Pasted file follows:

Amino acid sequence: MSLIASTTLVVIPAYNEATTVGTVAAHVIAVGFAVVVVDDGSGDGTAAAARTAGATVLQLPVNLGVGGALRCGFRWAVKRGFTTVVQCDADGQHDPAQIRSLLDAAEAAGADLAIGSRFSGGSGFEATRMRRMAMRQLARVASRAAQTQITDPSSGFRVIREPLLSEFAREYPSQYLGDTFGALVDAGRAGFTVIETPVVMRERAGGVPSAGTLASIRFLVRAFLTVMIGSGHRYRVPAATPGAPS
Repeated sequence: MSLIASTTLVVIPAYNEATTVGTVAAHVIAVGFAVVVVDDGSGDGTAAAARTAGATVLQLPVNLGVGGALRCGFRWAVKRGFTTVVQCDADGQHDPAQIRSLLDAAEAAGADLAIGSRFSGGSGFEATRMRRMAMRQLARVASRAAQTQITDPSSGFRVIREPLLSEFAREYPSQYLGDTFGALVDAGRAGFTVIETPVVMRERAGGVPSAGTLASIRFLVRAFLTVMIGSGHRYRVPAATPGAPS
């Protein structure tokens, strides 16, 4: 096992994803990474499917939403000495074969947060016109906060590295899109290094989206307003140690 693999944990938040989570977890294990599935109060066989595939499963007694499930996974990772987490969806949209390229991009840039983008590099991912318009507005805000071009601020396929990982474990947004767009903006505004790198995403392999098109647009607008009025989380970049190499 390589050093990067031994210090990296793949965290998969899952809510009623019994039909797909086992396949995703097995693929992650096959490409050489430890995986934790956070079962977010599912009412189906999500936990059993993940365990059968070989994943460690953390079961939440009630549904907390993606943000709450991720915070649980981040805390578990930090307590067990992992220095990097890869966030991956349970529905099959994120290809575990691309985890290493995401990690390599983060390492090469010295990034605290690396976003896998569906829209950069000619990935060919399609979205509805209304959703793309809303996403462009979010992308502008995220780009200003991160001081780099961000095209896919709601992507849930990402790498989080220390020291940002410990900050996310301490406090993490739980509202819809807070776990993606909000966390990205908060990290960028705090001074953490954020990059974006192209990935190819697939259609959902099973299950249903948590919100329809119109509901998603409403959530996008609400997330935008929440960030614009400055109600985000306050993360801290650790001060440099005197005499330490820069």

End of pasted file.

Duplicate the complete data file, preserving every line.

Amino acid sequence: MSLIASTTLVVIPAYNEATTVGTVAAHVIAVGFAVVVVDDGSGDGTAAAARTAGATVLQLPVNLGVGGALRCGFRWAVKRGFTTVVQCDADGQHDPAQIRSLLDAAEAAGADLAIGSRFSGGSGFEATRMRRMAMRQLARVASRAAQTQITDPSSGFRVIREPLLSEFAREYPSQYLGDTFGALVDAGRAGFTVIETPVVMRERAGGVPSAGTLASIRFLVRAFLTVMIGSGHRYRVPAATPGAPS
Repeated sequence: MSLIASTTLVVIPAYNEATTVGTVAAHVIAVGFAVVVVDDGSGDGTAAAARTAGATVLQLPVNLGVGGALRCGFRWAVKRGFTTVVQCDADGQHDPAQIRSLLDAAEAAGADLAIGSRFSGGSGFEATRMRRMAMRQLARVASRAAQTQITDPSSGFRVIREPLLSEFAREYPSQYLGDTFGALVDAGRAGFTVIETPVVMRERAGGVPSAGTLASIRFLVRAFLTVMIGSGHRYRVPAATPGAPS
């Protein structure tokens, strides 16, 4: 096992994803990474499917939403000495074969947060016109906060590295899109290094989206307003140690 693999944990938040989570977890294990599935109060066989595939499963007694499930996974990772987490969806949209390229991009840039983008590099991912318009507005805000071009601020396929990982474990947004767009903006505004790198995403392999098109647009607008009025989380970049190499 390589050093990067031994210090990296793949965290998969899952809510009623019994039909797909086992396949995703097995693929992650096959490409050489430890995986934790956070079962977010599912009412189906999500936990059993993940365990059968070989994943460690953390079961939440009630549904907390993606943000709450991720915070649980981040805390578990930090307590067990992992220095990097890869966030991956349970529905099959994120290809575990691309985890290493995401990690390599983060390492090469010295990034605290690396976003896998569906829209950069000619990935060919399609979205509805209304959703793309809303996403462009979010992308502008995220780009200003991160001081780099961000095209896919709601992507849930990402790498989080220390020291940002410990900050996310301490406090993490739980509202819809807070776990993606909000966390990205908060990290960028705090001074953490954020990059974006192209990935190819697939259609959902099973299950249903948590919100329809119109509901998603409403959530996008609400997330935008929440960030614009400055109600985000306050993360801290650790001060440099005197005499330490820069």